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Spring is coming; time for a garden makeover

  • Karen Gideon
  • Did you inherit an overgrown garden when you bought your house? Lose track of your garden as the kids grew up? Let Mother Nature maintain your garden for the last few years?

    Regardless of the reason, you may need a garden makeover. Unfortunately, Ellen or Oprah won’t be knocking at your door with a team of professionals to fast forward the transformation. While it will take some effort to rehab a problem garden there are simple steps that will make the process easier.

    A stroll through your garden is a good first step. Bring gloves, pruners, paper, pencil, flagging tape and a clipboard. Gardens are typically made up of “rooms” or areas with a common microclimate and purpose. Map your garden with circles representing each room, noting plants, irrigation and hardscape that currently exist. In overgrown knots of shrubs and bushes, use your pruners to trim back gently, reducing the size of the plants. Note any discoveries, such as shade-loving plants, smaller shrubs and hardscape that were not apparent in the overgrowth. Flag dead plants, invasives and misfits for removal.

    Note existing irrigation tubing, heads, drip-zones, valves and areas with poor drainage, where water pools in the winter. Look for evidence of erosion and crumbling hillsides. In lawn areas, consider turf removal and repurposing.

    After your walk, you’ll have a sense of the scope of your rehab. Write down goals for your garden. Perhaps you envision a lush, intimate garden with flowering plants and ferns. Perhaps you want groomed areas that maximize sunshine and openness. Once you have an idea of what you desire, you can begin the next stage of the process — prioritization.

    You’ll want to organize the “rooms and microclimates” in order of urgency and functionality. Perhaps the area by the front door, where your guests enter, is No. 1. Considering the tomato season is right around the corner, the raised beds you need to build are the next priority. Divide and conquer makes the project more manageable and the decision-making less overwhelming.

    Once dead and undesirable plants have been cleared, you’ll need to evaluate the soil. Use a test kit to determine the amount of nutrients in the soil for your plants. Minimize soil disturbance as you grade the earth, mounding or flattening, depending on the function of the area and amend the soil according to the results of your soil test.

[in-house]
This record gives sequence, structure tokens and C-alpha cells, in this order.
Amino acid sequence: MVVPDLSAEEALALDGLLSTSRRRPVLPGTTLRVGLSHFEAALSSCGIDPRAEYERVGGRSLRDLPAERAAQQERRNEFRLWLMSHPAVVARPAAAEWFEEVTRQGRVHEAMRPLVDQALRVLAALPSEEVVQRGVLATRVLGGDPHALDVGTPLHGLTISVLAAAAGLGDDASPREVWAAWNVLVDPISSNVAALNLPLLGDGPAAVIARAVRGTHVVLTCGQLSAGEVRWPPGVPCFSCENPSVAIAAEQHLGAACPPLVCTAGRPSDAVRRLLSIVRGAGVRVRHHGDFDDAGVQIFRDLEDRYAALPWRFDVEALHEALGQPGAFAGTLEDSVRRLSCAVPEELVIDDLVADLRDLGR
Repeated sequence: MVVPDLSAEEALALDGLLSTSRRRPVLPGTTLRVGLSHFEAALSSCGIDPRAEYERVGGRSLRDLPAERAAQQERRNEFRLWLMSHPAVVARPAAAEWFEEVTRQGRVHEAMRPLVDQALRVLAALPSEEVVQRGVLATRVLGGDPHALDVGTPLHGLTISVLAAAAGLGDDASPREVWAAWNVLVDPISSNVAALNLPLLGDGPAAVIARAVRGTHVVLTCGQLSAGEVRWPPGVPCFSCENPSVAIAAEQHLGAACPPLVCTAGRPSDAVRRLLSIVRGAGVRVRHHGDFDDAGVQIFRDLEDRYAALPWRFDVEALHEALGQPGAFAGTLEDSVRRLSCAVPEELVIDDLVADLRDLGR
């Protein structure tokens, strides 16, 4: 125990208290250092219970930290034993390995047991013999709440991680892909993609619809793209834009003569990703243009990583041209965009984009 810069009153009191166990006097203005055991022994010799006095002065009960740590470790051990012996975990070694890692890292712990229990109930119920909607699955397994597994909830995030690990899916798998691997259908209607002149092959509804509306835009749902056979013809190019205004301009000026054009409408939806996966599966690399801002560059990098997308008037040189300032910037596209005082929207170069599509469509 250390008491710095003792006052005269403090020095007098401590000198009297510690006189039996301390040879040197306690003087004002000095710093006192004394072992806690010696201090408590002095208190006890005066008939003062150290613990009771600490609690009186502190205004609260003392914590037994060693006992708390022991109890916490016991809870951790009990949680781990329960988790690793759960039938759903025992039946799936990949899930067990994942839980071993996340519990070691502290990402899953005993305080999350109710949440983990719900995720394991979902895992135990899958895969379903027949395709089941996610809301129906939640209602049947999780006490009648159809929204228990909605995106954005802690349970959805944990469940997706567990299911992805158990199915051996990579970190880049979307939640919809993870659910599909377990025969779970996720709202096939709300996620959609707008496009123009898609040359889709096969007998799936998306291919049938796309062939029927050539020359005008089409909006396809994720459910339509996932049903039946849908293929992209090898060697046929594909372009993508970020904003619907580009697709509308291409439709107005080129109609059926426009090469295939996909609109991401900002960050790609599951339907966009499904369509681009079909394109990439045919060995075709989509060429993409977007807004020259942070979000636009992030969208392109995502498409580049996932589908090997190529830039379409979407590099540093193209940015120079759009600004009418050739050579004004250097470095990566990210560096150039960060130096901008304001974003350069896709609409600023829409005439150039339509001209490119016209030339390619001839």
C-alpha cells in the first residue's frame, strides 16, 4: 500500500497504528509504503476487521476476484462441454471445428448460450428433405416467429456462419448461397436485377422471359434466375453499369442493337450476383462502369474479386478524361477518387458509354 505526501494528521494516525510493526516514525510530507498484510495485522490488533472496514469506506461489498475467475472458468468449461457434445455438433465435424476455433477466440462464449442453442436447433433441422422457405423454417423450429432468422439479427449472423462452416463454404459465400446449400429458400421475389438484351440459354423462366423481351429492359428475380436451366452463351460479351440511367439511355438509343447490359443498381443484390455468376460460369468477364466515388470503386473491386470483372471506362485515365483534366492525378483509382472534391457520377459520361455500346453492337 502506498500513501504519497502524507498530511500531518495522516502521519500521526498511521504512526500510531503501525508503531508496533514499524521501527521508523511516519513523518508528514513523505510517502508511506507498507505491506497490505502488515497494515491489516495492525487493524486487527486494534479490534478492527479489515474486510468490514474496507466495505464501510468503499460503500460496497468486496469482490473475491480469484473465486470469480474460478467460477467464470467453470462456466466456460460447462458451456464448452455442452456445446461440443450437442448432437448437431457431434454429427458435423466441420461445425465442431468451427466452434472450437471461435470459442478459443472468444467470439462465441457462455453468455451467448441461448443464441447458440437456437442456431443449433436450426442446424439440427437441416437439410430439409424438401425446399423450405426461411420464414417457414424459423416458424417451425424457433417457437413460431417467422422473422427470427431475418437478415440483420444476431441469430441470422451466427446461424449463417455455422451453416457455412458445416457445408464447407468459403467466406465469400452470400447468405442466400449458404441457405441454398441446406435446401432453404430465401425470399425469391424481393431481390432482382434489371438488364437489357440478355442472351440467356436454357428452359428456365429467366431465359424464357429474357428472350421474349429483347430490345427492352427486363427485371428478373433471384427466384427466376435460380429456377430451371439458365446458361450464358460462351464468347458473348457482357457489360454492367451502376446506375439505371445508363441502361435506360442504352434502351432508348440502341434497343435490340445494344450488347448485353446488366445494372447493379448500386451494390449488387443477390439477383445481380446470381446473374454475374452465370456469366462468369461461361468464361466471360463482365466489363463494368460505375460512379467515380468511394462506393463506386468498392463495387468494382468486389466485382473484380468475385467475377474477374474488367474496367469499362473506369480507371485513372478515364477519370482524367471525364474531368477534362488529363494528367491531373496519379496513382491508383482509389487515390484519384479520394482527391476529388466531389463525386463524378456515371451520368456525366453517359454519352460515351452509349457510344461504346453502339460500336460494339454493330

Evaluate the condition of the hardscape in the area. This is your chance to fix, or replace, or build areas with bricks, rocks and patio material. Save materials that are no longer useful for walkways, paths or dry streams. Consider adding art or an object that has meaning for you.

    Develop a plant list for each room based on your vision. Note the amount of sunshine, shade and moisture the area receives. Group together plants you desire by common water needs and add plants to existing plant communities. If an area is experimental, consider the use of pots — which can be moved and repurposed if the plants don’t thrive. Finish planting with a deep watering, a layer of compost and mulch the area to preserve moisture and retard weed growth. Test the irrigation system to ensure appropriate coverage.

    While thinking through plant choices, include plants that attract beneficial bugs and birds to help with pest control. These beneficials can reduce or eliminate the need to use pesticides and invite wildlife into your garden. Also, it’s a great opportunity to add native plants to your garden, which provide sustainability and a home for the beneficial pest patrollers.

    Garden rehabilitation can be overwhelming. By taking renovation one area at a time, you can keep the project bite-sized and learn along the way. You and future generations will enjoy the fruits of your labor!